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Publication numberUS5804146 A
Publication typeGrant
Application numberUS 08/810,400
Publication dateSep 8, 1998
Filing dateMar 4, 1997
Priority dateApr 19, 1996
Fee statusPaid
Also published asDE19615501A1
Publication number08810400, 810400, US 5804146 A, US 5804146A, US-A-5804146, US5804146 A, US5804146A
InventorsHarald Heyer, Udo Burchardt, Rainer Ernst
Original AssigneeDragerwerk Ag
Export CitationBiBTeX, EndNote, RefMan
External Links: USPTO, USPTO Assignment, Espacenet
Chemical oxygen generator
US 5804146 A
Abstract
A chemical oxygen generator with a chemical mass, which is accommodated inside a container, generates oxygen by a chemical reaction, and is held in the container by a gas-permeable fibrous material. The fibrous material is arranged around the chemical mass. The fibrous material is designed as a chemical sorption filter.
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Claims(8)
What is claimed is:
1. A chemical oxygen generator, comprising:
a container;
a chemical mass, which is accommodated inside said container, for generating oxygen by a chemical reaction;
a gas-permeable fibrous material arranged around said chemical mass for holding said chemical mass; and
a sorption material impregnated in said gas-permeable fibrous material; said gas-permeable fibrous material and said sorption material form a sorption filter and a sorbent for chlorine is provided in said sorbent material and is sodium hydroxide or calcium hydroxide.
2. A chemical oxygen generator in accordance with claim 1, wherein said fibrous material is a ceramic fiber.
3. A generator in accordance with claim 1, wherein:
said chemical mass also generates a plurality of impurities;
said sorption material chemically reacts with one of said plurality of impurities.
4. A generator in accordance with claim 3, wherein:
said fibrous material physically blocks another one of said impurities.
5. A generator in accordance with claim 3, wherein:
said one of said impurities is a gas.
6. A generator in accordance with claim 1, wherein;
said sorption material is intermixed with said fibrous material.
7. A chemical oxygen generator comprising:
a container;
a chemical mass, which is accommodated inside said container, for generating oxygen by a chemical reaction; and a gas-permeable fibrous material arranged around said chemical mass for holding said chemical mass, said fibrous material being impregnated with one of sodium hydroxide and calcium hydroxide as a sorbent for chlorine.
8. A chemical oxygen generator in accordance with claim 7, wherein said fibrous material is a ceramic fiber.
Description
FIELD OF THE INVENTION

The present invention pertains to a chemical oxygen generator with a chemical mass, which is accommodated inside a container, generates oxygen by a chemical reaction and is held in the container by a, gas-permeable fibrous material arranged around it.

BACKGROUND OF THE INVENTION

Oxygen generators based on chlorate are, in general, pressed objects containing a chemical releasing oxygen, e.g., potassium chlorate, wherein certain additives are added to the fuel to maintain the chemical reaction or to remove harmful components. For example, iron and manganese are added to maintain the oxygen production, whereas, e.g., barium peroxide is used to remove chlorine. Such an oxygen generator has become known from DE-OS 20 26 663. In the prior-art oxygen generator, the heat generated during the reaction is kept away from the sheet-metal housing of the generator by an insulating jacket, which consists of a fibrous material. The dusts generated during the reaction of the chemical mass, e.g., salt dusts, are also retained by the fibrous material.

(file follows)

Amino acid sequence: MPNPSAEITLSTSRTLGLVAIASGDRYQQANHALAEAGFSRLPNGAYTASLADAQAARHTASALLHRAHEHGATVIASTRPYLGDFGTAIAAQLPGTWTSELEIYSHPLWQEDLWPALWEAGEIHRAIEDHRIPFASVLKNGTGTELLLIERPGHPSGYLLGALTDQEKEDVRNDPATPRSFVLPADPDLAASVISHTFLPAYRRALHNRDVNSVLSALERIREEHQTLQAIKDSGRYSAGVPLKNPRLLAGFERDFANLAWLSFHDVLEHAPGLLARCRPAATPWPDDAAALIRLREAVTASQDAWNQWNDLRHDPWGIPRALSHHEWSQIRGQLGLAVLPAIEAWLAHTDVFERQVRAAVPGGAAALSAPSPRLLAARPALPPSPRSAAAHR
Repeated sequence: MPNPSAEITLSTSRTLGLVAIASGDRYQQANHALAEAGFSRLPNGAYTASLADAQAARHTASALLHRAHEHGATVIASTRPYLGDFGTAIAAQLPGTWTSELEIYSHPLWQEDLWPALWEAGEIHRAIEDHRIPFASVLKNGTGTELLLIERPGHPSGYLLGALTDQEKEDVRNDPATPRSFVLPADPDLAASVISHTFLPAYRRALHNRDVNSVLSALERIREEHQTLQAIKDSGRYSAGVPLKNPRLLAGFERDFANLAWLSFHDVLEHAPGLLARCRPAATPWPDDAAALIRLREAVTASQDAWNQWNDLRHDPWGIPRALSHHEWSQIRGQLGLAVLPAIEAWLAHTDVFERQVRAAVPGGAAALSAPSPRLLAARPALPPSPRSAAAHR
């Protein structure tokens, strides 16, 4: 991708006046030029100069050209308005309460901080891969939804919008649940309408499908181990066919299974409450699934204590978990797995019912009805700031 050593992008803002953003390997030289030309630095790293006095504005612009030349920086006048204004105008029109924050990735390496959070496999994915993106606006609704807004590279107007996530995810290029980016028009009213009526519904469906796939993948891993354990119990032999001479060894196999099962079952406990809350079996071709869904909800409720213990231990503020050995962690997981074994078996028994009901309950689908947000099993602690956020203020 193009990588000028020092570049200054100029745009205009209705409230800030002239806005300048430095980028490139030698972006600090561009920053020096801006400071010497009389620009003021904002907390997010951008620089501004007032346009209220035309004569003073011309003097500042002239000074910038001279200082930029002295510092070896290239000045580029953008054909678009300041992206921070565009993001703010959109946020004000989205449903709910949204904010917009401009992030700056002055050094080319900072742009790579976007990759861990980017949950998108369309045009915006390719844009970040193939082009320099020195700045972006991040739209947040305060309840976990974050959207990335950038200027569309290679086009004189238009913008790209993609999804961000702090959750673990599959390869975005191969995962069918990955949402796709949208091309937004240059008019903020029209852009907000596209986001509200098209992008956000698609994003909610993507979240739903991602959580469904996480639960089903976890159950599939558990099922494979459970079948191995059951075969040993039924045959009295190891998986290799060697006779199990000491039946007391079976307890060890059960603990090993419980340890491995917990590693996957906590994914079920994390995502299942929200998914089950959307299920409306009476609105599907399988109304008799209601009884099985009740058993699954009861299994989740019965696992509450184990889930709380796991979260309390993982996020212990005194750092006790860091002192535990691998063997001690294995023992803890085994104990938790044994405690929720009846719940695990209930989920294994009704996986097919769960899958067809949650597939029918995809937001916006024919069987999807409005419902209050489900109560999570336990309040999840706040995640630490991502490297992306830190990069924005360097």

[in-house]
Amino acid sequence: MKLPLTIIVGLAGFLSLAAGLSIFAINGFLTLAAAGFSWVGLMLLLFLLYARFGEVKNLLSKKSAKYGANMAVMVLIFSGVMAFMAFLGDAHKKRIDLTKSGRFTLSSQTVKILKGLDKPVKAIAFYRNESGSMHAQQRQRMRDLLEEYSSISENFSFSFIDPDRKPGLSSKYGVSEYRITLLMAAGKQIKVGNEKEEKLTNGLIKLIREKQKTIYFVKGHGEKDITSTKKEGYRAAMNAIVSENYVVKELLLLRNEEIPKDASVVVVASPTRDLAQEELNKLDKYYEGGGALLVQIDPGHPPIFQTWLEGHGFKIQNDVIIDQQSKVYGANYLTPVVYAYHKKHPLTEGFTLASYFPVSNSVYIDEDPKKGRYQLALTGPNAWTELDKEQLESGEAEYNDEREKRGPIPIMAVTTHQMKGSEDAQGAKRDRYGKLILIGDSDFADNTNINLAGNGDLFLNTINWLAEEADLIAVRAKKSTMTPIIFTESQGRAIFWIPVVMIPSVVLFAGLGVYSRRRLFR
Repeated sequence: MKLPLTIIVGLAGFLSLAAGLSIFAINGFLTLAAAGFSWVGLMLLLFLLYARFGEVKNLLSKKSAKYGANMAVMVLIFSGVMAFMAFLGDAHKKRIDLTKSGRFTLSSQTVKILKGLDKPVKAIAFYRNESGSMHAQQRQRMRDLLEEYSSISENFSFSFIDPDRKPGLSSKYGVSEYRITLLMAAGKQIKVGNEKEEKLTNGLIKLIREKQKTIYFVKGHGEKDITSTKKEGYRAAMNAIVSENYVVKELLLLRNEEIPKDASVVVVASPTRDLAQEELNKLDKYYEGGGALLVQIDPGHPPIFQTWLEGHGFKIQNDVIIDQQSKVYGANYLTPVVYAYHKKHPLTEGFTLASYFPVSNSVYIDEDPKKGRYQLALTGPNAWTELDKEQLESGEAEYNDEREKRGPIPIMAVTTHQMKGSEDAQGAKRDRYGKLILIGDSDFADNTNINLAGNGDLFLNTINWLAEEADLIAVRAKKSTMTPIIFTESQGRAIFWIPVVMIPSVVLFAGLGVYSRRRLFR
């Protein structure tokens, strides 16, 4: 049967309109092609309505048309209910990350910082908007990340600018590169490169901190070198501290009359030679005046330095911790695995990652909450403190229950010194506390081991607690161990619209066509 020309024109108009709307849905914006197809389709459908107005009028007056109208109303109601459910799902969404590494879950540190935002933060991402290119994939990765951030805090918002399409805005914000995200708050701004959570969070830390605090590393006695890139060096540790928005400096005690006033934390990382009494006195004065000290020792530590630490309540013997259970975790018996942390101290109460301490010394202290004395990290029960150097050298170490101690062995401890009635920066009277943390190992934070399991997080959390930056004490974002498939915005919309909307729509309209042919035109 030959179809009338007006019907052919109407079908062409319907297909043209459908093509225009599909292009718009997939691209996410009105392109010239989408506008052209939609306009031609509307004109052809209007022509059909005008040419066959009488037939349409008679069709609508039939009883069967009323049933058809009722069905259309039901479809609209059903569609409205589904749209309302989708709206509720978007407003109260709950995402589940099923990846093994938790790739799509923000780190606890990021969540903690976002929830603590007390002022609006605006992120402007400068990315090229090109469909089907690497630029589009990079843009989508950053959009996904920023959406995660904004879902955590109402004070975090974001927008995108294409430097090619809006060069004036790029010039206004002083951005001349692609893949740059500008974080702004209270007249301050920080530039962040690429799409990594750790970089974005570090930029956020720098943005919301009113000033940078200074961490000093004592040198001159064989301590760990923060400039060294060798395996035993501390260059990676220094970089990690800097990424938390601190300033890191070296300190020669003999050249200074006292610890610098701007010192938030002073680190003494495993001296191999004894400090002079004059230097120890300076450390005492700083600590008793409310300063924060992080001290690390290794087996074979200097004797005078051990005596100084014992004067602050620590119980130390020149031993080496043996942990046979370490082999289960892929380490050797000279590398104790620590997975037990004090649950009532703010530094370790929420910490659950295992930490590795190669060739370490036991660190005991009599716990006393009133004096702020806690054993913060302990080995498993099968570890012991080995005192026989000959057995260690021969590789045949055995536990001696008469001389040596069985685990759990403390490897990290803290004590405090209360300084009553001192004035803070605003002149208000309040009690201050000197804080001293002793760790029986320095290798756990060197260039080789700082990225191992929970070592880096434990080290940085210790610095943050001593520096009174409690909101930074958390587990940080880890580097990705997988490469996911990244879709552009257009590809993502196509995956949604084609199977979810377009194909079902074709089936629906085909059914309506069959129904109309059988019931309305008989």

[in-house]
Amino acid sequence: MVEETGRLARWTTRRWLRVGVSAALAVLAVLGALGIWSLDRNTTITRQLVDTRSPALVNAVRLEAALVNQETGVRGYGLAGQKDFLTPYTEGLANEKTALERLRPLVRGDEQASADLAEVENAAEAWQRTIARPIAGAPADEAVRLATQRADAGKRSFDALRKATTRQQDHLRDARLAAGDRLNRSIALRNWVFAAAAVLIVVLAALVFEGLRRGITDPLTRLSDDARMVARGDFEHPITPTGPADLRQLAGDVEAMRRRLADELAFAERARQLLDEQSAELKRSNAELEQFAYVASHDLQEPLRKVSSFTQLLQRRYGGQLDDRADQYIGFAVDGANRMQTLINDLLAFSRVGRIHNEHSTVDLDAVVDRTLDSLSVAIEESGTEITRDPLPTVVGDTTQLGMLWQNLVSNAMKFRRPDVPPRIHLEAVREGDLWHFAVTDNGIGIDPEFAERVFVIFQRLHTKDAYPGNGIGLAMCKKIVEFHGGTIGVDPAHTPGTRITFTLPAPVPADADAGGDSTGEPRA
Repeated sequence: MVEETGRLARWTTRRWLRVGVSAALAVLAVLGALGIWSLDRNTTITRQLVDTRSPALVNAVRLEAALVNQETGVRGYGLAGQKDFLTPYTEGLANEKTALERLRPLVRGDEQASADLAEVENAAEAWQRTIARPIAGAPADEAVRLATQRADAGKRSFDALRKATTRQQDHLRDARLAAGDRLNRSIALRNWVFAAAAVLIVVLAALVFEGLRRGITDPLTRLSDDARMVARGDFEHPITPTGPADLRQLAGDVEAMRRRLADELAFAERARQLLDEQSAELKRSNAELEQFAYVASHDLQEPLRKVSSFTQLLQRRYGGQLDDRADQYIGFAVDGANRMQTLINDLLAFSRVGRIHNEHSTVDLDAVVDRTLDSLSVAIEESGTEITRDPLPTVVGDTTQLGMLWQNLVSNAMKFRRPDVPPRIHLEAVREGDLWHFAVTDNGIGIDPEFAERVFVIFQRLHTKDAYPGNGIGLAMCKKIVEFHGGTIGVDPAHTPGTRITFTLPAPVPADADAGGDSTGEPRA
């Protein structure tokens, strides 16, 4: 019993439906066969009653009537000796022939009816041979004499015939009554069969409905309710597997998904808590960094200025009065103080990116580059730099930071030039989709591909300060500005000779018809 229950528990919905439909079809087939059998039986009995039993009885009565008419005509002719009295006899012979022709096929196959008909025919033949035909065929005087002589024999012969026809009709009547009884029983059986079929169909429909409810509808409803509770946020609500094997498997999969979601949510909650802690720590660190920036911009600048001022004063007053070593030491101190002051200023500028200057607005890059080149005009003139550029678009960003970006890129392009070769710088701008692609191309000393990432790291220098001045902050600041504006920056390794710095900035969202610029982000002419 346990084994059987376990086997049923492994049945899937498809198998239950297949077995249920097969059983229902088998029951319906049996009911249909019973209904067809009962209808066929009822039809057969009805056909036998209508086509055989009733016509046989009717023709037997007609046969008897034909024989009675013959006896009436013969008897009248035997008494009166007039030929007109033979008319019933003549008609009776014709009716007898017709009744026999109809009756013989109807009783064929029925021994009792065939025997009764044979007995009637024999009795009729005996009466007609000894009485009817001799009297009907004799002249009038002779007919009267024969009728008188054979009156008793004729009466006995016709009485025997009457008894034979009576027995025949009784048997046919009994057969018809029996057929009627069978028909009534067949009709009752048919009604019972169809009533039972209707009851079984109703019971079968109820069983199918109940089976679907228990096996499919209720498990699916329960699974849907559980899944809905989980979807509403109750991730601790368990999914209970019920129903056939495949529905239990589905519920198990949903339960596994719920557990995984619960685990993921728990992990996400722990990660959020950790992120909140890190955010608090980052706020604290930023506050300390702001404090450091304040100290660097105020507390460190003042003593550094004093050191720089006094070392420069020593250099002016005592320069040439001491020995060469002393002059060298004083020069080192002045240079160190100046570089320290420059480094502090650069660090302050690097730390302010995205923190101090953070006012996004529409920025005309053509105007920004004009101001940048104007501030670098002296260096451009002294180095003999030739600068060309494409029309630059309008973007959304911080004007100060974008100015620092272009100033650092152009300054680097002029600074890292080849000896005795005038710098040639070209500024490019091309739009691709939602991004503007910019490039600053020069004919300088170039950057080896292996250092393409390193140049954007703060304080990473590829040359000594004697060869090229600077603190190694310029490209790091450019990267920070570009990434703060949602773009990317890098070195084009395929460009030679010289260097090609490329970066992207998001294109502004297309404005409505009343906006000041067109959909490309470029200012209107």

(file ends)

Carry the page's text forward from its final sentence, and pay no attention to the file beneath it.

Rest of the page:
Harmful components, which must be captured, can still be formed during the conversion of the chemicals into oxygen despite the additives. An additional chemical filter, through which the oxygen generated flows along with its impurities, is used for this purpose. The impurities are bound in this filter by chemisorption (catalytic decomposition) or by physical adsorption. The dusts (particles) are retained by chemical separation in a physical filter (particle filter) located at a short distance before the outlet. The installation of an additional filter for removing the impurities appreciably increases the weight of the oxygen generator. Oxygen generators with minimal weight are needed especially in aviation because of economic requirements. An additional chemical filter in these oxygen generators also increases the cost in connection with a subsequent disposal, because the substances contained in the filter usually must be treated as special waste.

SUMMARY AND OBJECTS OF THE PRESENT INVENTION

The primary object of the present invention is to improve an oxygen generator such that the harmful gases generated during the chemical reaction can be removed in a simple manner.

According to the invention, a chemical oxygen generator is provided with a chemical mass. The chemical mass is accommodated inside a container and generates oxygen by a chemical reaction. The chemical mass is held in the container by a, gas-permeable fibrous material arranged around it. The fibrous material comprises a sorption filter.

The advantage of the present invention is essentially that the impurities formed during the chemical reaction are removed by the fibrous material designed as a sorption filter and are thus removed directly at the site at which they are generated.

The sorption filter advantageously consists of the fibrous material impregnated with a sorbent. The suitable substances for the impregnation are chemicals of a basic character, e.g., hydroxides and carbonates. Sodium hydroxide and calcium hydroxide have proved to be particularly effective for removing chlorine.

These substances may be applied in the form of an aqueous solution or suspension containing a few weight percent by briefly immersing the fibrous material into the solution or the suspension or by spraying the fibrous material with the solution or the suspension and subsequently freeing the parts of water in a desiccator.